Creating a hierarchy adds a tremendous amount of complexity to the process. There are also a lot of misconceptions regarding what hierarchy is and what it can do. A hierarchy allows for scaling with a central management structure from the top down.
The decision to move to hierarchy should be based upon the number of nodes reporting to a single NS and whether performance is acceptable. Maintaining a single NS, if possible, is a better solution than moving to hierarchy due to the complexity and increased administrative overhead.
For other articles regarding Hierarchy/Replication, see "Hierarchy and Replication"
What are the most frequently asked questions about Hierarchy.
30. Would it be better to split off two separate Hierarchies and of a master that isn't used except for Global policies? Is it possible to make our current NS server a Child NS and would that be best practice? This way we would have one Clean master with Two child NS’s.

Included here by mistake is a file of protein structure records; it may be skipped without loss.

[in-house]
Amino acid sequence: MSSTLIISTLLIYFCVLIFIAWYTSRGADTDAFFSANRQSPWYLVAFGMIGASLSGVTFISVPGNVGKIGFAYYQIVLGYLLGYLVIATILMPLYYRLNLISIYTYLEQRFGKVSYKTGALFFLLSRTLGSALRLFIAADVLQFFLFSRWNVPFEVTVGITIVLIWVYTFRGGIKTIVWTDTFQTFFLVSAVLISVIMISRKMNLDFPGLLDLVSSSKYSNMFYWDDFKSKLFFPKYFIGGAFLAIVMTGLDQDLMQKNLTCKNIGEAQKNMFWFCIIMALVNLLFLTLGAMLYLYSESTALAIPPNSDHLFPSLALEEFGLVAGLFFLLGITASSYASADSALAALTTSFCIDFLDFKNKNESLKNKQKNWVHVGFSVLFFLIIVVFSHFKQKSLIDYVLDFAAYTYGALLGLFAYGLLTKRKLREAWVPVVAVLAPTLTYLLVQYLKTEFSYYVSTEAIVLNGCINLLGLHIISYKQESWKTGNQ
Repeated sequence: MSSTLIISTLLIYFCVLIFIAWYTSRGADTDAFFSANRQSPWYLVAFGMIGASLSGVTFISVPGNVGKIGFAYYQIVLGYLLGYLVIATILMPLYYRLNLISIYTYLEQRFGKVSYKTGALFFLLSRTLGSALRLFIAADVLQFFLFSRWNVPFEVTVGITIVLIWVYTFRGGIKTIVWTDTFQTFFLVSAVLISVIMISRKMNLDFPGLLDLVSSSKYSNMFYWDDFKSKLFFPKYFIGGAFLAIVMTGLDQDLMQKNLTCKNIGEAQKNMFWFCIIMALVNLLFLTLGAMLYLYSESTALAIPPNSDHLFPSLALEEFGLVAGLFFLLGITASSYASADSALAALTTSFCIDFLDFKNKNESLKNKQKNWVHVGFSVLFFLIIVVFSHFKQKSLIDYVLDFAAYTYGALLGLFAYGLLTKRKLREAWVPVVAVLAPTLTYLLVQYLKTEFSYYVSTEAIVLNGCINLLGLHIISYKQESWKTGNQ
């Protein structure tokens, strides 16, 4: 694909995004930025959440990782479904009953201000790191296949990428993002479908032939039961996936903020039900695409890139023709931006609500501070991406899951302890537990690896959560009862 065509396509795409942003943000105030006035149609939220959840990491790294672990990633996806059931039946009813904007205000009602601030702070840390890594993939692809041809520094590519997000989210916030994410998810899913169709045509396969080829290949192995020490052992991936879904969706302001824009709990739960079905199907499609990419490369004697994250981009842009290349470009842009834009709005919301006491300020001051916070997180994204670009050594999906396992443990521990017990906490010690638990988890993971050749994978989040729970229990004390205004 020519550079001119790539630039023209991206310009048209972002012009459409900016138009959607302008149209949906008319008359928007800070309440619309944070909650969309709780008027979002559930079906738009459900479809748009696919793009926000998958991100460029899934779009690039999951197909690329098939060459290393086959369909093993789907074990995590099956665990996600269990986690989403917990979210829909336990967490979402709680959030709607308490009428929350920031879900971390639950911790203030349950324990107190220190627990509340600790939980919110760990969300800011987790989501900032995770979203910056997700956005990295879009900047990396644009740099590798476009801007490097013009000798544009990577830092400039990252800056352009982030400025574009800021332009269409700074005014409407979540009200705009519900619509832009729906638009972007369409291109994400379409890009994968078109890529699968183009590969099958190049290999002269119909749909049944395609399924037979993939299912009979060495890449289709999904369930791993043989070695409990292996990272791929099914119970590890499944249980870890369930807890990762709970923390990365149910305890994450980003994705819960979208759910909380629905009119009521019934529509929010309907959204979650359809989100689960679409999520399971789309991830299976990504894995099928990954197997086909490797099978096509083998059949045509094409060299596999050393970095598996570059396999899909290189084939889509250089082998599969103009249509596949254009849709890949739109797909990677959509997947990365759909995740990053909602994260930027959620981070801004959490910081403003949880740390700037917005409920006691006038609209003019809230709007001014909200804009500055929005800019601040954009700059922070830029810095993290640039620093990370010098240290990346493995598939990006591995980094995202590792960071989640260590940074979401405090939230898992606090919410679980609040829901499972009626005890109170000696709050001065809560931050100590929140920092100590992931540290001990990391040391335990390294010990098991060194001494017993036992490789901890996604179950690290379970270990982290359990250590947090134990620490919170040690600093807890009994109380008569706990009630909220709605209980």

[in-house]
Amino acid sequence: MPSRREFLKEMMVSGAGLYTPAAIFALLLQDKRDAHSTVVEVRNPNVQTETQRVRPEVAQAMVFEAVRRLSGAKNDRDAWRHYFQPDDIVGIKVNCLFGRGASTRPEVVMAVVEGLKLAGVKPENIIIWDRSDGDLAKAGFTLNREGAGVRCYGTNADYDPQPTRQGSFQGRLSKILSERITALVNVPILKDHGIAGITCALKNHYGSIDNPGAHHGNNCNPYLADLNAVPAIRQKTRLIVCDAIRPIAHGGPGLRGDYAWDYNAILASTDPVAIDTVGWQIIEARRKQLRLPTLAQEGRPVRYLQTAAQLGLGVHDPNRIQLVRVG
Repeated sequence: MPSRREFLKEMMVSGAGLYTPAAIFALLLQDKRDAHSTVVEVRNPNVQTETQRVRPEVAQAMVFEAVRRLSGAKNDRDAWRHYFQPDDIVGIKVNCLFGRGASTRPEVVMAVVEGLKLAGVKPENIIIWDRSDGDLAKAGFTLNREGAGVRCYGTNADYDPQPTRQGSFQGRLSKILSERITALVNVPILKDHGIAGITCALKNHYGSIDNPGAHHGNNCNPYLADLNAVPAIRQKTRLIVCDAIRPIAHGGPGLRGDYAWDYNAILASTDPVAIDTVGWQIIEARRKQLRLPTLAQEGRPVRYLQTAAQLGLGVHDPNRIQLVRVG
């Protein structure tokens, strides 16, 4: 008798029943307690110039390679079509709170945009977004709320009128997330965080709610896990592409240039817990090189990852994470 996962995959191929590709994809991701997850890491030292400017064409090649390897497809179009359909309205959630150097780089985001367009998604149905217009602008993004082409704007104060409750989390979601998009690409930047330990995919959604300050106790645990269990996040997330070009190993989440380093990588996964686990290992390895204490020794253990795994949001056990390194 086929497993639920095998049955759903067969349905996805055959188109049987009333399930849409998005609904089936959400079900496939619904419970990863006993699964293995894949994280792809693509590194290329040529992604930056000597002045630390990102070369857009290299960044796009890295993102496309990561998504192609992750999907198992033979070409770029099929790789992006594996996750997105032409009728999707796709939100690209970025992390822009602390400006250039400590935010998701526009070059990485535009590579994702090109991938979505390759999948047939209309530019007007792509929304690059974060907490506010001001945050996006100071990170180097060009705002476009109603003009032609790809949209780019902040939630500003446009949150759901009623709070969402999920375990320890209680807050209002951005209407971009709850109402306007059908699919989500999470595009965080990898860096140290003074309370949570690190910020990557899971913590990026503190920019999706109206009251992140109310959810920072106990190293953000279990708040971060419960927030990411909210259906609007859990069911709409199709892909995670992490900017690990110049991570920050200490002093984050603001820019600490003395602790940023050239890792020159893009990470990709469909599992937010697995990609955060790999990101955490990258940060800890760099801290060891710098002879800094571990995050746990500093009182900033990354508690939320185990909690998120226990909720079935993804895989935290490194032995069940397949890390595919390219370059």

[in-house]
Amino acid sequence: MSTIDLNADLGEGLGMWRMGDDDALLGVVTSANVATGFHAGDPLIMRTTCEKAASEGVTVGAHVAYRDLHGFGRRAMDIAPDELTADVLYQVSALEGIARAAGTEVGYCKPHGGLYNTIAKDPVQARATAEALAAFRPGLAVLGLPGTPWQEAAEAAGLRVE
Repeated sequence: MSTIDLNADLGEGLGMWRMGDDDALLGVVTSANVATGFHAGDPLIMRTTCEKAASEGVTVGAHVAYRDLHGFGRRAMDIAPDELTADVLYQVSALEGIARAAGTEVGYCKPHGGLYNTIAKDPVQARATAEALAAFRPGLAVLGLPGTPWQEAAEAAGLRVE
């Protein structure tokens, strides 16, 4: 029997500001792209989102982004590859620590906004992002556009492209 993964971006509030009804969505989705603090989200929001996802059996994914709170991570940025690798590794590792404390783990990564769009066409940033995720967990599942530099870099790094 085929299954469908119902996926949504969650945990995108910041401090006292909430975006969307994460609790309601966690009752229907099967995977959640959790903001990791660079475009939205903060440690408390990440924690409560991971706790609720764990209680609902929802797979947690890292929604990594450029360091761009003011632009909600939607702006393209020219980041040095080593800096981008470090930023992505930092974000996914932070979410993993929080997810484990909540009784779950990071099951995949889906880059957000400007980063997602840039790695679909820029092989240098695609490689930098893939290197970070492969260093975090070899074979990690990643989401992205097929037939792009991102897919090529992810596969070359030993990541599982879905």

Normally, you want client facing SMPs to be your child SMPs with the parent SMP being the source for management, reporting and Asset. If you currently have an SMP that is child facing, I would definitely make it a child to another non-client facing SMP.
Clients will need to be configured between the child SMPs. Whether you decide to organize these based upon organizational groups or some other way is up to you.
31. Can you use the same SQL instance on the Database server for multiple NS’s or child NS’s?
With 32-bit SQL we required that each database be in its own instance. Even with the performance benefit of 64 bit I would still recommend creating different instances for each database. The SMP utilizes the TEMP database heavily and if you have all databases using the same instances then all of the databases will be competing for use of the TEMP database.